Rudy was my father’s name, of course, being short for Rudolph, spelled the old German way with a “P” as he would always point out, just like the legendary reindeer. But no relation, my father being of Alsatian heritage as he was and the famous reindeer being from somewhere in the Yukon territory, having hung out with Yukon Cornelius in the day, as I recall.

My father, a city boy with no love for the country or outdoors, would dutifully help out with whatever chores they requested. He came to realize over time that it was best if he just agreed, did the tasks, and remained on speaking terms with my mother. She would visit with family and he would work. Did I mention that he never really liked going to “the country?” His least favorite chore was cleaning out the chicken coop, and after having helped him on one occasion when I was older, I can’t say I disagreed with him. After that, I realized why our family seemed to invariably have fried chicken at Sunday dinners. It wasn’t about cuisine; it was about revenge, pure and simple.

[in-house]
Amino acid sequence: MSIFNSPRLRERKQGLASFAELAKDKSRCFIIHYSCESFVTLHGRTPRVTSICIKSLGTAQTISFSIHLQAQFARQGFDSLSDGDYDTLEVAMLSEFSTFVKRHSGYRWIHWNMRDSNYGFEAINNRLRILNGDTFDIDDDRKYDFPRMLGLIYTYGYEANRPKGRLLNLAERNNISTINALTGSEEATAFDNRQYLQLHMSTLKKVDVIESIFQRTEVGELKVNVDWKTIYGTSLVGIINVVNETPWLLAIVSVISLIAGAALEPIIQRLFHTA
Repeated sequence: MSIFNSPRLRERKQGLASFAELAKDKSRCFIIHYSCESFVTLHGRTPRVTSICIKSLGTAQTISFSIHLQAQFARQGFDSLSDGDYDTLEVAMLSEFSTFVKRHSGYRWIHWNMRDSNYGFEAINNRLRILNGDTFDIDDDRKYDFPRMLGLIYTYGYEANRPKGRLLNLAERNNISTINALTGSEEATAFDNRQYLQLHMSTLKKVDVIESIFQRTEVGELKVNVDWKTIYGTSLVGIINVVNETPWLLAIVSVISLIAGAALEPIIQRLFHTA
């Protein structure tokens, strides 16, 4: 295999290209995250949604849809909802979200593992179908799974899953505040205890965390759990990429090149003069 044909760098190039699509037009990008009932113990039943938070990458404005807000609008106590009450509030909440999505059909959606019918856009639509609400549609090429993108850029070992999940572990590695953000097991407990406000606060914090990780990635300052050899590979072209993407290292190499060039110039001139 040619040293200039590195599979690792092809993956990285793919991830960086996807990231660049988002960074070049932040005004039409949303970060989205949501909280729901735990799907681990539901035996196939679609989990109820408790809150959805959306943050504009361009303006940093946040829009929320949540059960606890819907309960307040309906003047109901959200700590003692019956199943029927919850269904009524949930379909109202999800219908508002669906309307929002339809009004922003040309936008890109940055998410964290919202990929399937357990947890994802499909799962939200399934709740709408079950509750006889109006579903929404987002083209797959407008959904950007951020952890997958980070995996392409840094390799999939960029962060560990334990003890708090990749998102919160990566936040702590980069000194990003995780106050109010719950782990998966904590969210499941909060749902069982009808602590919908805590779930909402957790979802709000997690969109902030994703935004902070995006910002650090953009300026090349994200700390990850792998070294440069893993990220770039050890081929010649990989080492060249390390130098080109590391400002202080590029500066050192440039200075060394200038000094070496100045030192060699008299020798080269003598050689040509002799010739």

And that brings me to the point of all this. On that one Saturday morning, as we were going on along Highway 19 on the way to my uncles’ farm, a chicken suddenly appeared running alongside the car down the center stripe of the road. Which it actually was at that time, a narrow two-lane, winding blacktop road, as I recall. The term “Highway” can be a misnomer in our state when driving thru the backcountry and Ozarks areas. “Highway” looked good on the fold-out gas station maps and sounded alluring and enticing to tourists thinking about venturing into the state, but in reality, most of the side and back roads at the time were straight-as-a-snake curvy and just plain old “shake your false teeth loose” rough. Another of dad’s expressions.